Dust explosions

For 15 years, as principal specialist inspector based in HSE head office in Bootle, Alan held the topic lead on dust explosions. This covers all the industries where explosible dusts are found: wood processing, food and animal feeds, plastics and polymers, metal powders, coal and fine chemicals. In this time he was responsible for HSE technical guidance, and worked with the I Chem E on their publications. He gained from this time an unmatched knowledge of what really causes dust explosions, from decades of records of incidents investigated or reported to HSE and before that the factory inspectorate.

The Garston page on this site has a series of pictures from one of the worst dust handling plants I have ever seen.

The standard advice is that people who process explosible dusts should test the dust they use, and there are good reasons for this. However, it is not sense for every small baker to test their flour, or every woodworking shop to test their sawdust.

The best source of data on individual dusts is published by the German insurance funded organisation the IFA, who have put on line a searchable database with large numbers of entries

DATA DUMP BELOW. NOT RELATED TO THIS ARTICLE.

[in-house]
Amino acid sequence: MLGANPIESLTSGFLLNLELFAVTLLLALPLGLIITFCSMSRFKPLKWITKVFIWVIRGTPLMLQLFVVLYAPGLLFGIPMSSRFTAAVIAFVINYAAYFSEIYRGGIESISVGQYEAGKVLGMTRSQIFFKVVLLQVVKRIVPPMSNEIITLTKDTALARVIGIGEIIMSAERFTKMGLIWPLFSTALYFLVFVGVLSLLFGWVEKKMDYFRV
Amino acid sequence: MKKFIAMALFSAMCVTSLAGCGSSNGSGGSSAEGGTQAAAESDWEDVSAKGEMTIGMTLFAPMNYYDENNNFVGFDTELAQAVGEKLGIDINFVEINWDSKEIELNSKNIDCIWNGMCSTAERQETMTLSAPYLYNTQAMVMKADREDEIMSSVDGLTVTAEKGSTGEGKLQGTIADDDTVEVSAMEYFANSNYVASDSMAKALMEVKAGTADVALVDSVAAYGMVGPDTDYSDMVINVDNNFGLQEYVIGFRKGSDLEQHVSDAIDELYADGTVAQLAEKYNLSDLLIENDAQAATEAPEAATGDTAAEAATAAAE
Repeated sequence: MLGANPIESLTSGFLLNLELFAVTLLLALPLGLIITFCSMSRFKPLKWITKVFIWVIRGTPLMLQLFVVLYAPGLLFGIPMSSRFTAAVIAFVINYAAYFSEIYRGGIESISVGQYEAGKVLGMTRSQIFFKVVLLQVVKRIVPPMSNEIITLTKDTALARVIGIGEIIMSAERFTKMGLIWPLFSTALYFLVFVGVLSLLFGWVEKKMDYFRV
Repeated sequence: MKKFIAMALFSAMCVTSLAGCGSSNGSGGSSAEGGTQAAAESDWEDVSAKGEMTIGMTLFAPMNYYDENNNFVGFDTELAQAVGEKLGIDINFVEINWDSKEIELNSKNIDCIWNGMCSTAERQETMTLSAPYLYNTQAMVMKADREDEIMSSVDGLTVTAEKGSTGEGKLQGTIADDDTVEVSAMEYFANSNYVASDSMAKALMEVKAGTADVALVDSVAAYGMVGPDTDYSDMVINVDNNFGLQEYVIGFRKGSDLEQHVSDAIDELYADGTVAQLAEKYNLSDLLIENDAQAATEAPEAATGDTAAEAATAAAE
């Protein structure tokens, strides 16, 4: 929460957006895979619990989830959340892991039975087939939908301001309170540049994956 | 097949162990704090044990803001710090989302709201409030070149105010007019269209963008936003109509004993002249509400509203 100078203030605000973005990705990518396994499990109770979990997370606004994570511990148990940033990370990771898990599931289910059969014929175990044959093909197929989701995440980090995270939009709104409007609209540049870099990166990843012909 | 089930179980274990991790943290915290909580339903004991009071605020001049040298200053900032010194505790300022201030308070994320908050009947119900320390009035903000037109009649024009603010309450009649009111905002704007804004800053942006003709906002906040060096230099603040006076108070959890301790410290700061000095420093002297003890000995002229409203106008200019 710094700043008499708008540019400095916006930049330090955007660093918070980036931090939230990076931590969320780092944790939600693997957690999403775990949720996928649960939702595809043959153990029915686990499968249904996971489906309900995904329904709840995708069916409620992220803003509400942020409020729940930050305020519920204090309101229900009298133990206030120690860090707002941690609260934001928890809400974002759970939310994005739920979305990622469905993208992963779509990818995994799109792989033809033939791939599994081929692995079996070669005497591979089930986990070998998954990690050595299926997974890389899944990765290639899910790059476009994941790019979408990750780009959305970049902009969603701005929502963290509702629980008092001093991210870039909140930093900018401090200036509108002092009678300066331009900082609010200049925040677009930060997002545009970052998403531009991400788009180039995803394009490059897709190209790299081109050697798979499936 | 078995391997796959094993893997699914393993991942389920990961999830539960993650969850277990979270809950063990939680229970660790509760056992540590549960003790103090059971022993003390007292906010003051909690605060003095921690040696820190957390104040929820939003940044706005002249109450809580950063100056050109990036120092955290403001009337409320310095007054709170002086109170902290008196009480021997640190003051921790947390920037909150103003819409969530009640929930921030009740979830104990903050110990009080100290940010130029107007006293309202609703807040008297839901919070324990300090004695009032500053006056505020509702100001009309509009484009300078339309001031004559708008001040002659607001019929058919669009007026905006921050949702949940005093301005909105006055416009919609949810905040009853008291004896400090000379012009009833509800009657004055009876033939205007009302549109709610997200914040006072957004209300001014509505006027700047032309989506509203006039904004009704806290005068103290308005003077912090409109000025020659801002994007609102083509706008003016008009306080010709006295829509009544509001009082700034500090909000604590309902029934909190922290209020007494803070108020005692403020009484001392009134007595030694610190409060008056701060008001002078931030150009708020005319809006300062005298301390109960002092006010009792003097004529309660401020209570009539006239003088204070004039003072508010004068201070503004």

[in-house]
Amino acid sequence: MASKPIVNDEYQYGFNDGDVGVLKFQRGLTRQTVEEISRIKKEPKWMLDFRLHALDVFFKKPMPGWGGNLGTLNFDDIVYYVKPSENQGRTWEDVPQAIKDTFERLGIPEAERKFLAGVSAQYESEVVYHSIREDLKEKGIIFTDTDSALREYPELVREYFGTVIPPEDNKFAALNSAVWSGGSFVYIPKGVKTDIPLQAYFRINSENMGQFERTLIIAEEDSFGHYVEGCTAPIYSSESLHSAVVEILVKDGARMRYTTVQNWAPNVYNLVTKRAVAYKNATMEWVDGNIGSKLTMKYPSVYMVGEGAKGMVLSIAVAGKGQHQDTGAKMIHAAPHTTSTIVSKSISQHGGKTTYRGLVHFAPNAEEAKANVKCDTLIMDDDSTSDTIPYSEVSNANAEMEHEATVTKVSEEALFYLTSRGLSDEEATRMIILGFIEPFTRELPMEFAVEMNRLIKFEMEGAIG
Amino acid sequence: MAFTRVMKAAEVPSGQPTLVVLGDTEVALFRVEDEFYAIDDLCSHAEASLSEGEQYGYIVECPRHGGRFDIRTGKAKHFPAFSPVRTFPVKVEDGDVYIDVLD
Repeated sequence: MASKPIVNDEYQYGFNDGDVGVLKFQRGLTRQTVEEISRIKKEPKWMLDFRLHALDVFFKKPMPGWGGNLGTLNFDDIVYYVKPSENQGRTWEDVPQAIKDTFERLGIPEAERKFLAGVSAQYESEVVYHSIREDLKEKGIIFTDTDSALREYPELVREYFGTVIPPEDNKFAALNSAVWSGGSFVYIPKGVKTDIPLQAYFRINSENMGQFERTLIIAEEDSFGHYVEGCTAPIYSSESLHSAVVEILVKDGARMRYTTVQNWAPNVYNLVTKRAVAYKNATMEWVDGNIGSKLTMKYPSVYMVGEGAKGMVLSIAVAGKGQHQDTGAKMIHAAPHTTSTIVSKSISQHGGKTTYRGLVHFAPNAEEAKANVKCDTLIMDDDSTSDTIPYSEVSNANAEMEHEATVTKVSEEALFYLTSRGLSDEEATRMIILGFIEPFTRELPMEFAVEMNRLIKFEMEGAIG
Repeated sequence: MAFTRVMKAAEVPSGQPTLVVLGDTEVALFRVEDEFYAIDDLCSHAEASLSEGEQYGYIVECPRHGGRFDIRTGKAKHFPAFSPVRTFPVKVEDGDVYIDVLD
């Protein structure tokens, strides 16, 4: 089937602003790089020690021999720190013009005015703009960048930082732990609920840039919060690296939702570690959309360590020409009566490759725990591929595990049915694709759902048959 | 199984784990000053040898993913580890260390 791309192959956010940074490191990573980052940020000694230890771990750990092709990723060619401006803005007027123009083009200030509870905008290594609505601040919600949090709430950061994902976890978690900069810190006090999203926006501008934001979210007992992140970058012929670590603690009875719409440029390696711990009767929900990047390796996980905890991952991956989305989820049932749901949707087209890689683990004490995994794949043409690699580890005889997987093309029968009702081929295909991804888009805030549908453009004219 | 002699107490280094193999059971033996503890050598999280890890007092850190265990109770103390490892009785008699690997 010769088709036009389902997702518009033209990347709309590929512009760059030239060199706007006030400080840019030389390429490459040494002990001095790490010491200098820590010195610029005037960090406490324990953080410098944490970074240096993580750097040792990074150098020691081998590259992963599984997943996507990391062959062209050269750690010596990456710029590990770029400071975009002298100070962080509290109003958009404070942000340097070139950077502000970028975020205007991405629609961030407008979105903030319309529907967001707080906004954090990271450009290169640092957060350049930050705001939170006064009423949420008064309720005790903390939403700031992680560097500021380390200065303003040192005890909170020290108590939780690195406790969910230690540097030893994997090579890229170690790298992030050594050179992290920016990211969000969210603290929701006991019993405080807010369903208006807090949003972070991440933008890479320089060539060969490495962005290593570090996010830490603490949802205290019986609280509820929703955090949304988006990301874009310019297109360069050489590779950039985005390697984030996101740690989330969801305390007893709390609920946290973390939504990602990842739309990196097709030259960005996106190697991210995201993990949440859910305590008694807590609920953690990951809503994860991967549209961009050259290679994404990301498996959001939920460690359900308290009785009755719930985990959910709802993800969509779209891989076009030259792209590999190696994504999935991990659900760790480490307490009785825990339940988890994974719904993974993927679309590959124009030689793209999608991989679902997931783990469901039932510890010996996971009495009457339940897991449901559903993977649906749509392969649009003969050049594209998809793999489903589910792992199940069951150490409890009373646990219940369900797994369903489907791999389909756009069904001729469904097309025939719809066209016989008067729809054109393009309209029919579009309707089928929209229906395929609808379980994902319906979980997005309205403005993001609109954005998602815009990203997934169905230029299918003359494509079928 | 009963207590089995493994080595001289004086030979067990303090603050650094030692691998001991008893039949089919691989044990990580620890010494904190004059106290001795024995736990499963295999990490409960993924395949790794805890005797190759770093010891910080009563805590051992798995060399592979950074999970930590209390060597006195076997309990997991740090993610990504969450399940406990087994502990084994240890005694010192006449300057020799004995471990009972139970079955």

To access this click here

This was a sugar refinery in Nebraska. Fine sugar is a significant explosion risk, but only burns as a layer while an external flame is applied, and turns to caramel instead of smouldering.


The Nebraska picture dates from 1995, but the destructive power of dust explosions was even more vividly, and catastrophically demonstrated in Feb 2008, at the premises of Imperial Sugar, Port Wentworth, Georgia, USA. This was the second biggest sugar refinery in the USA at the time of the explosion. Out of 101 people on the premises, 14 were killed, and 38 more were injured, including 3 whose burn injuries left them in hospital 5 months later. The pictures from the Chemical Safety Board are simply shocking.The final report was issued in September 2009 Go to their website and click investigations

Compared with the major hazards petroleum and chemical industries, many powder handling industries are labour intensive, and too many scatter the potential fuel around every day, all over the premises. The results, when conditions come together to make an explosion tend to spread widely, leaving a toll of death and destruction that is greater than typical events in premises handling large amounts of flammable liquids and gases.

The biggest dust explosions with the largest loss of life have occurred in the coal mining industry. These have produced most of the biggest incidents of any type in terms of loss of life in UK industry. This page is provides more information about the causes and notable incidents